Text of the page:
Another factor is religion in the shaping of group identity. Without this, it is quite unintelligible that, for instance, British citizens should set off bombs in London, citing grievances about British actions abroad. The ‘us’ and ‘them’ is defined by religion rather than nationality or territoriality in itself. Pape, to his credit, appreciates that “a religious difference between the occupier and the occupied… enables terrorist leaders to demonize the occupier in especially vicious ways”. But this limited acknowledgement of the role of religion doesn’t suffice to cover the globalisation of the jihadi outlook.

He is right that political grievances, notably occupations, are highly instrumental in radicalising people to violence. But as well as this: (1) a violent – perhaps suicidally violent – means of resistance can be legitimated by certain belief systems more than others; (2) those who organise the radicalised into terrorism are likely to be guided by more comprehensive ideologies of conflict; and (3) religion can serve as a prism through which identity – of oneself and hence of one’s enemy – can transcend geography or secular politics. To look for one "root cause" of such a phenomenon - whether religion or hatred or resistance - is to miss a lot of complexity.

Friday, August 04, 2006

Tories still sober after 8 months in brewery

David Cameron doesn’t seem to be very good at running his party – which, after all, is the only thing he’s in charge of and so is indicative of how successful he’d be at running the country.

First, he promises to pull his MEPs out of the European People’s Party in “months, not years”. Then he fails to put together a new non-fascist rightwing group, and announces that it will be in 2009. Hopefully.

Second, he puts together a flashy ‘A-list’ of potential candidates (with requisite numbers of women, ethnic minorities, gays and minor celebs) to make his party more shiny and ‘representative’. Then, he finds himself unable to get the desired results.

And now, after having cooked up a crafty public text-voting scheme to select his party’s candidate for the London mayoralty, he delays the whole process after a singular failure to find any impressive wannabes.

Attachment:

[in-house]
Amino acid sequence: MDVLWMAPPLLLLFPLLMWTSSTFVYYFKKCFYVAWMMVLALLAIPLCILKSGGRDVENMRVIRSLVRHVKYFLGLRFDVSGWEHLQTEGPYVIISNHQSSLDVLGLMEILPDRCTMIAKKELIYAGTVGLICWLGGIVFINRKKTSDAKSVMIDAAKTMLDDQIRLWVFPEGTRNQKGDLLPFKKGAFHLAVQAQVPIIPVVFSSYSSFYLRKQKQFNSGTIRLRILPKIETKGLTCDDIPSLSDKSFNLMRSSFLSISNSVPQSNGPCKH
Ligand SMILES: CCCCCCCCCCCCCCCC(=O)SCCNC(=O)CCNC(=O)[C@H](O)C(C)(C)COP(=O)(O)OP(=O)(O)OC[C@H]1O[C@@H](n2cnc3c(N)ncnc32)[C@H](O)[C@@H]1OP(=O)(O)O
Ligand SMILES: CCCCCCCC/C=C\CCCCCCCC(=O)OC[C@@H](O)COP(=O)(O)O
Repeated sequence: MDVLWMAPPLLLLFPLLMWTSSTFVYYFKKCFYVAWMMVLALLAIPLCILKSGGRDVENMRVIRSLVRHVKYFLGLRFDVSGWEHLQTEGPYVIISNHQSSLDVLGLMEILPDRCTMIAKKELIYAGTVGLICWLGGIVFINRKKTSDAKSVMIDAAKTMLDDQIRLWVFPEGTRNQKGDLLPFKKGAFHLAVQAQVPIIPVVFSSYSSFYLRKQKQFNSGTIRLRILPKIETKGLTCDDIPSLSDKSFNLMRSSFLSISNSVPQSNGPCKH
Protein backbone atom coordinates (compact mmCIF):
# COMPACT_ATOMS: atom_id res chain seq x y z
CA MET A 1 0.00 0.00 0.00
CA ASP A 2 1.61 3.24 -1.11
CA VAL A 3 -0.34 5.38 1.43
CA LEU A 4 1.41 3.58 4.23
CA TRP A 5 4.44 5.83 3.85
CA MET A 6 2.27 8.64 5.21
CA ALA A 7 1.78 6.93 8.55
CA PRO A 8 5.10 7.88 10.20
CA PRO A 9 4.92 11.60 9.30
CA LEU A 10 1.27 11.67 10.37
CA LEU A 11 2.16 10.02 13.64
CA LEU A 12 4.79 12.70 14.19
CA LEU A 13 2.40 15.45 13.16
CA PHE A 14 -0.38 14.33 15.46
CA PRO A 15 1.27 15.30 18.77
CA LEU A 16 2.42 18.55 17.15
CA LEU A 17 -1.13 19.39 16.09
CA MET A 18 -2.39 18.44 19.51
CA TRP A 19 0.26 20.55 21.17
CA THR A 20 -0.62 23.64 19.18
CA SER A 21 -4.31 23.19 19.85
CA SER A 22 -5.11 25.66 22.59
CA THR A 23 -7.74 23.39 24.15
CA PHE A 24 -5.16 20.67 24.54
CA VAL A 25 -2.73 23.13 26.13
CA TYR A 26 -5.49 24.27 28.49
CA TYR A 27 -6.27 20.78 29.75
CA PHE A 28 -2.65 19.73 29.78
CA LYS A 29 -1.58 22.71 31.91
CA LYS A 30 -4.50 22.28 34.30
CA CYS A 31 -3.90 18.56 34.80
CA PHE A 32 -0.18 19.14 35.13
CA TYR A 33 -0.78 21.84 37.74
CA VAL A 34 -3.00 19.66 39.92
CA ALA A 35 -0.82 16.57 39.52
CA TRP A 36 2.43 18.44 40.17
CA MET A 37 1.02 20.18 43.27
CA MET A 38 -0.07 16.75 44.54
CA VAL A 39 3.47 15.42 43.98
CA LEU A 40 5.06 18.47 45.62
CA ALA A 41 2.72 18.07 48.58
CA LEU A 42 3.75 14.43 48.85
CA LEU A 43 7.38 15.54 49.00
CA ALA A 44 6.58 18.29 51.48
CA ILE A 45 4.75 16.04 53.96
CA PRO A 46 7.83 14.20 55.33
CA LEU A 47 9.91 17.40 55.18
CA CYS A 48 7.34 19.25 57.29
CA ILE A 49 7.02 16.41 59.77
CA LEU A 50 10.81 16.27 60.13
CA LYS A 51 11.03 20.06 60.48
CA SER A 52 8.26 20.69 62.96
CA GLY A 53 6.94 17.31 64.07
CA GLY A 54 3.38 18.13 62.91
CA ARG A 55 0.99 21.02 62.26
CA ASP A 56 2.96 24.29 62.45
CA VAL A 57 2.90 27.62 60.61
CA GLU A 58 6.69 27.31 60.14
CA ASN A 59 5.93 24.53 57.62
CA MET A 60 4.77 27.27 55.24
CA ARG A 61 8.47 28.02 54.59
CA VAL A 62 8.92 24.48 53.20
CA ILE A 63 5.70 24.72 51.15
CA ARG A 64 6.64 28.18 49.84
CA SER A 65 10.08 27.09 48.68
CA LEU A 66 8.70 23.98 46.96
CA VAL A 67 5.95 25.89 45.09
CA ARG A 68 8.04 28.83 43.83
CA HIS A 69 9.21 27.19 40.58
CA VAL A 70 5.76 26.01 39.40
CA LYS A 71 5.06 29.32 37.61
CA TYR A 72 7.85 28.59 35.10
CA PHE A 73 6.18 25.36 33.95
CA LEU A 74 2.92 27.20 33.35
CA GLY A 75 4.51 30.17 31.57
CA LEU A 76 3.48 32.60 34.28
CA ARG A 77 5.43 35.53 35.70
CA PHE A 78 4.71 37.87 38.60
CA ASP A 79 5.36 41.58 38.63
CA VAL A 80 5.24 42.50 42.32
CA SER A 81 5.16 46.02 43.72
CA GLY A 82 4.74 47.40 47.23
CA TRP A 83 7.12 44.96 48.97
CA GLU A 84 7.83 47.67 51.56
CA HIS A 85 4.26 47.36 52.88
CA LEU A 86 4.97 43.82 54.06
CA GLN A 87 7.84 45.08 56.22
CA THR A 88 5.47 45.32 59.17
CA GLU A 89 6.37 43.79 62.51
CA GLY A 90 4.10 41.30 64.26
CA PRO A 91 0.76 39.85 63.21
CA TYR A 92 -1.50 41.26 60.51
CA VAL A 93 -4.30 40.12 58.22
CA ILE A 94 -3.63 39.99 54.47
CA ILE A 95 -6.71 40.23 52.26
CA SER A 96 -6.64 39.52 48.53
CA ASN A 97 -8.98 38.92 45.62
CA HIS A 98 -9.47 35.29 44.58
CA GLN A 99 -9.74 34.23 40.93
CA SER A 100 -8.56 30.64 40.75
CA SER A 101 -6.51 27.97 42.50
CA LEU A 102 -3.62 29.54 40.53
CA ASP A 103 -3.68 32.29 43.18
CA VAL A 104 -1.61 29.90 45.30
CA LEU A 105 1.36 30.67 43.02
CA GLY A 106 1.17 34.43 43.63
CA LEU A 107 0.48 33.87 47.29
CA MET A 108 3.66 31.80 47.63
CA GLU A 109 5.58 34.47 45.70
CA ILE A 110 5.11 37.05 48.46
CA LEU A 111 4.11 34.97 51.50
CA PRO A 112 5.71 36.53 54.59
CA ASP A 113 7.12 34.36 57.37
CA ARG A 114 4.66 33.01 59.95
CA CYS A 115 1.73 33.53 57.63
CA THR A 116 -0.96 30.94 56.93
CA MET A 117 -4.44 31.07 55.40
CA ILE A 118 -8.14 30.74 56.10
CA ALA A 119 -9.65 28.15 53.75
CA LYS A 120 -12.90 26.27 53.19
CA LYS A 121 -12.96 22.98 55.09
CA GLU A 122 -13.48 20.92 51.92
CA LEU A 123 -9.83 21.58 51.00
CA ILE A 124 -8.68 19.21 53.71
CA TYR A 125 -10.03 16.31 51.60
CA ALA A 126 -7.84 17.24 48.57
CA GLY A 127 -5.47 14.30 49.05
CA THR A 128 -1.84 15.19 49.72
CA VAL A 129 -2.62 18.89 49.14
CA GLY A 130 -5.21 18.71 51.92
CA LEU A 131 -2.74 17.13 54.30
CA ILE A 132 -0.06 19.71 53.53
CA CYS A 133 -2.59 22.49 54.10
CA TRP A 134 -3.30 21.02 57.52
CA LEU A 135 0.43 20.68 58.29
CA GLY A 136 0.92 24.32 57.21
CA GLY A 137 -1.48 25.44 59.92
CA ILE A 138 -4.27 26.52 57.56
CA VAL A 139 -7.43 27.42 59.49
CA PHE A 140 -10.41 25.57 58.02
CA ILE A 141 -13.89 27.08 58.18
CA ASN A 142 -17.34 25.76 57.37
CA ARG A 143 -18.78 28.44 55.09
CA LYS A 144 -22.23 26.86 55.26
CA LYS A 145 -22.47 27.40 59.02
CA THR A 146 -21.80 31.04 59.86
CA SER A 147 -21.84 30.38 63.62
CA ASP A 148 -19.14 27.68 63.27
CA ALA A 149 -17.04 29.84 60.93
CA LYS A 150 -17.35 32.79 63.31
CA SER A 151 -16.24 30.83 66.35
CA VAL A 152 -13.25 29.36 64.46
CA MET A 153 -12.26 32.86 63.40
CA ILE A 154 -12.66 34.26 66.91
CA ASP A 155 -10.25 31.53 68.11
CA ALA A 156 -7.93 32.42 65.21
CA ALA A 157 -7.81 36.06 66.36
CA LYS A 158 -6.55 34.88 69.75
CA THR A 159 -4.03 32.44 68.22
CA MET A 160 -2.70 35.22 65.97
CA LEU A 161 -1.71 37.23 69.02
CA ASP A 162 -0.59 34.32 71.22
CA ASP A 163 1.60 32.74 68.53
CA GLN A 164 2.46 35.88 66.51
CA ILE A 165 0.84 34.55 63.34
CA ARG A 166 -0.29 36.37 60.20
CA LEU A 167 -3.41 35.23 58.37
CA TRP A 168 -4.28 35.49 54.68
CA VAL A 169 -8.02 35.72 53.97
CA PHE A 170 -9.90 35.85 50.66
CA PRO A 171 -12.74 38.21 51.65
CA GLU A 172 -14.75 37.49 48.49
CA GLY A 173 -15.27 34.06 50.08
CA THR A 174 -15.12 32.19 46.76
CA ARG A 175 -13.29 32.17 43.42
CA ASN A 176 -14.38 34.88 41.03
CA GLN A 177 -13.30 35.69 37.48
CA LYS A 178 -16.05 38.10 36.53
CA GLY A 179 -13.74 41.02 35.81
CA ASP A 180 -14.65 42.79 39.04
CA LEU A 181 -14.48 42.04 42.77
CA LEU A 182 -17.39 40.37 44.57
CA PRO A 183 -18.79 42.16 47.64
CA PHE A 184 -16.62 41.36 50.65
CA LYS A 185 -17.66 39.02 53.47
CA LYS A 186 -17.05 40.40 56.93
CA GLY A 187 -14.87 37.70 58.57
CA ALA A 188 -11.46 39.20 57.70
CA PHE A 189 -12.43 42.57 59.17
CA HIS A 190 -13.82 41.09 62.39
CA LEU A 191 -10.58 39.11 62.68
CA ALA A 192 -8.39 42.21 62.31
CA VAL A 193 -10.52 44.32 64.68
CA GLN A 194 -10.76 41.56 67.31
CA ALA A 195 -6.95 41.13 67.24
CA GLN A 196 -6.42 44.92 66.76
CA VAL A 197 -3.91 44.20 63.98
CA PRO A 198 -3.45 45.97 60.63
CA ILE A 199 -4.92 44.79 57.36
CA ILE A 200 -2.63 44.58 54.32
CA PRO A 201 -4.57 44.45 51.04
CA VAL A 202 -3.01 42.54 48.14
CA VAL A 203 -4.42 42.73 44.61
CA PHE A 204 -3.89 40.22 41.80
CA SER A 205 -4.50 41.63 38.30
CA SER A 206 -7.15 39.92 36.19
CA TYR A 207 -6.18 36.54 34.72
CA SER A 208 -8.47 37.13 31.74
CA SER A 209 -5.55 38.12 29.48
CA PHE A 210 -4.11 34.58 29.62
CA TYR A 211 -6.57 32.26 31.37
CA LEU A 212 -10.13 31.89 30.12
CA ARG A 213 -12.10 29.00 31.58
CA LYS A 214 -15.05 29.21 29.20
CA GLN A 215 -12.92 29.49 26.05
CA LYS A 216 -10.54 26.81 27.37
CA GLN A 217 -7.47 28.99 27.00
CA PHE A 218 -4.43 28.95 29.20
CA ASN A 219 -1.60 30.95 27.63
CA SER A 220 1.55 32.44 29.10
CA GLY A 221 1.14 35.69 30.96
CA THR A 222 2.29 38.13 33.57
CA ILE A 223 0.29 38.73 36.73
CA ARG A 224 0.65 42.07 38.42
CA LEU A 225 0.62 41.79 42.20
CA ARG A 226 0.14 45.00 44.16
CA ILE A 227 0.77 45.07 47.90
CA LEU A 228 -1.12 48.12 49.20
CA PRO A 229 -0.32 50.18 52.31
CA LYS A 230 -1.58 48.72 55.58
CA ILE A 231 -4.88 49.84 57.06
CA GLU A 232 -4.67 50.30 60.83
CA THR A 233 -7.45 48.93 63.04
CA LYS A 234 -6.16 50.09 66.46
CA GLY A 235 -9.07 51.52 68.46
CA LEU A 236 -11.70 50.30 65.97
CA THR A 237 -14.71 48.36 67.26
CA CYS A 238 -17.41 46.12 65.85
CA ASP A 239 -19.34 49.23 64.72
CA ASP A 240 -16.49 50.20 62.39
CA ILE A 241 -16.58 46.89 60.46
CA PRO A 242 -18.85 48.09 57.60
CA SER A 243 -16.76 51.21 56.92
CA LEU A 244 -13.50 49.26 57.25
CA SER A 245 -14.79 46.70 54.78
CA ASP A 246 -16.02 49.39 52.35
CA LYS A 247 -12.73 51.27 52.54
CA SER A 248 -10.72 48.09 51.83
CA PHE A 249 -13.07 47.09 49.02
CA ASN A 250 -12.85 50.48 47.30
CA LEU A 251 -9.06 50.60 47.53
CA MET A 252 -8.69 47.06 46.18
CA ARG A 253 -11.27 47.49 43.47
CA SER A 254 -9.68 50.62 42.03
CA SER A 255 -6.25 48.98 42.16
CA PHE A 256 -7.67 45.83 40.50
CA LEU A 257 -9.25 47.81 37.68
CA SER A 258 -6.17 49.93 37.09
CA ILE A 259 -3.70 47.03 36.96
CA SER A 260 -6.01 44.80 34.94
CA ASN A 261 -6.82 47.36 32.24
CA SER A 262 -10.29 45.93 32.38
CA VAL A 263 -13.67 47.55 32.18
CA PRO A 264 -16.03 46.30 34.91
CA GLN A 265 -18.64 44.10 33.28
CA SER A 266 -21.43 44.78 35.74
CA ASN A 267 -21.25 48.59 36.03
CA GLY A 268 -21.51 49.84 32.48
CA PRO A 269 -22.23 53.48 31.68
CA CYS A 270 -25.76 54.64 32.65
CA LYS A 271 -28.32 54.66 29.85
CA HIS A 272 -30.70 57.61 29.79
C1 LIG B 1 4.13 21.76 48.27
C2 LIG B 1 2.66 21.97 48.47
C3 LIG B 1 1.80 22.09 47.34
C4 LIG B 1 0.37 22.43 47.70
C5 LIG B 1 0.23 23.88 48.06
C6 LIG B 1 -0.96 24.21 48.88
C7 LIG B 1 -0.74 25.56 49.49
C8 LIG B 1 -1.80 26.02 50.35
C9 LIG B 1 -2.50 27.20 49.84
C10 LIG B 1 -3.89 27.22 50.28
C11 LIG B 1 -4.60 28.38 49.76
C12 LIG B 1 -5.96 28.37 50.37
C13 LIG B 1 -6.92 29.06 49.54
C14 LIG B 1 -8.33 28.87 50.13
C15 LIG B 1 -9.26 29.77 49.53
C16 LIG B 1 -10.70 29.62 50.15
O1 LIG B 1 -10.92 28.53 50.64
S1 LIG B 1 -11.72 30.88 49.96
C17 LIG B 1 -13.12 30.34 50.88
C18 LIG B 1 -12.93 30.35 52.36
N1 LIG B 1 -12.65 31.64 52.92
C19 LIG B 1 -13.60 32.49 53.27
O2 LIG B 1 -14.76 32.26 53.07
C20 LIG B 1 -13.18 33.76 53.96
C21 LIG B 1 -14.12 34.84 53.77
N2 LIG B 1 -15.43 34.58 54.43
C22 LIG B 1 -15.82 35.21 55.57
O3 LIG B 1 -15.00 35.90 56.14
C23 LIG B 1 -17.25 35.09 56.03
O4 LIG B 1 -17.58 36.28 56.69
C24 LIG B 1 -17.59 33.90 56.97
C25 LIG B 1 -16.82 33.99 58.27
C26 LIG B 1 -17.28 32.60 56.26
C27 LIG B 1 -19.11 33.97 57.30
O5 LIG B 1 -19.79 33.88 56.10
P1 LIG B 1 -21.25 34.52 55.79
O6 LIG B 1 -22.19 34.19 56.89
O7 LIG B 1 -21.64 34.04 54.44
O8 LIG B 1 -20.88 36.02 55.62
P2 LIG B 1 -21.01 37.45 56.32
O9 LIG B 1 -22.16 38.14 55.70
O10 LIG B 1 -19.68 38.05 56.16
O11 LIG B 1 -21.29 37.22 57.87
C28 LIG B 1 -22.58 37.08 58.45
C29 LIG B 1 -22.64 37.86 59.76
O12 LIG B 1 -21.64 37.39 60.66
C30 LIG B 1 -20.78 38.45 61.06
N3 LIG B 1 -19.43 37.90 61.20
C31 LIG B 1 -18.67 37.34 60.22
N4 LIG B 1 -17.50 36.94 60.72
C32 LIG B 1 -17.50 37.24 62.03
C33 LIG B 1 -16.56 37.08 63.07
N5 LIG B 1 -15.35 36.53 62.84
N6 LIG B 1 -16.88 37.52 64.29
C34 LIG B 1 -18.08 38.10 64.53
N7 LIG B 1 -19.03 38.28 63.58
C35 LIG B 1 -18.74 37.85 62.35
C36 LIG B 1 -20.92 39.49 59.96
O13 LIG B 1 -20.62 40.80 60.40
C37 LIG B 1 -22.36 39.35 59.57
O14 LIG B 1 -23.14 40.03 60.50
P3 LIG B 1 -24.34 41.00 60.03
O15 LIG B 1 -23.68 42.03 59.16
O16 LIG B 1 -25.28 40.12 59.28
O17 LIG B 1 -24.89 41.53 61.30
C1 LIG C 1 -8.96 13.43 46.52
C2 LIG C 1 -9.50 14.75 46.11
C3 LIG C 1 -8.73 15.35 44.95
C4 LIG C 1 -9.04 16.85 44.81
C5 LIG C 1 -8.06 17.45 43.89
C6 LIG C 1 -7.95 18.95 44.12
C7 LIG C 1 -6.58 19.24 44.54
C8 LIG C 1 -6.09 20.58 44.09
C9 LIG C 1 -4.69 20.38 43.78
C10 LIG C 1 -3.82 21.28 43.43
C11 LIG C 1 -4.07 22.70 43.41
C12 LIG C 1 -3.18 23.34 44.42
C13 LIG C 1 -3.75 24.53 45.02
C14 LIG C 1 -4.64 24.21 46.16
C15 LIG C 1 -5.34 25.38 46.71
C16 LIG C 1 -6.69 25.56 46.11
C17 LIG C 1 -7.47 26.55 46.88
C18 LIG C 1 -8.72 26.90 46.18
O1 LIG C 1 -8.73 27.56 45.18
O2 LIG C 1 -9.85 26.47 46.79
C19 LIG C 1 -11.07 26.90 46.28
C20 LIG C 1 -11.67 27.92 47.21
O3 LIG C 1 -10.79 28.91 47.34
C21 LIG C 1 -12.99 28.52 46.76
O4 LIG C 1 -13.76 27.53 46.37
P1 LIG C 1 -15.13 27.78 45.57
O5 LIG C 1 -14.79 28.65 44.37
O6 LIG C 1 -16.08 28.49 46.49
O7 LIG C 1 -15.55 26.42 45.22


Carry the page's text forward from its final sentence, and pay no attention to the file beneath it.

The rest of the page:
He does do the whole “I seem nice, wouldn’t you feel good voting for me?” vapid spin routine very professionally, but when it comes to organising anything or negotiating to make things happen, he’s about as competent and decisive as Boris Johnson with a haircut.

Neolawsonism

I have a new post up on Fisking Central about Neal Lawson's latest tirade on crime, neoliberalism, and Labour's record.

The forces of darkness

I needed to buy some new shades, my old ones having been slightly wonkily perched upon my face since I sat on them three years ago and bent them a little out of shape. Oh, and I’d lost them as well.

Now, I don’t like shopping for things (other than books); in particular, I’m generally unable to make decisions on things that affect my appearance. When I’m forced to shop for clothes, I try to find a cool day and wear a light t-shirt, to minimise the amount of panicked, confused sweating involved. Haircut decisions are utterly impossible, which is one reason why I’ve had my hair very short all over for several years.

So there I was, standing in the shop, perusing the various sunglasses on offer. I managed to rule out several on grounds of garishness and cost. I tried a few on, looked in the mirror, and managed to find a couple of pairs that seemed to be more or less OK. But I couldn’t rule out the possibility that they made me look like an idiot.

Out of the corner of my eye, I realised there was a girl a couple of feet to my side, also looking at shades. It struck to me that I could ask her what she thought of them, thus cutting through the painful dithering and also, perhaps, pulling off a neat chat-up line into the bargain.

But then I froze, as something awful dawned on me: What if I’m standing here trying on women’s sunglasses?

She was browsing the same display as me, and there was no indication anywhere of which might be men’s and which women’s. Are shades unisex? I have no idea. And clearly this isn’t the sort of thing you can ask some random stranger without embarrassment.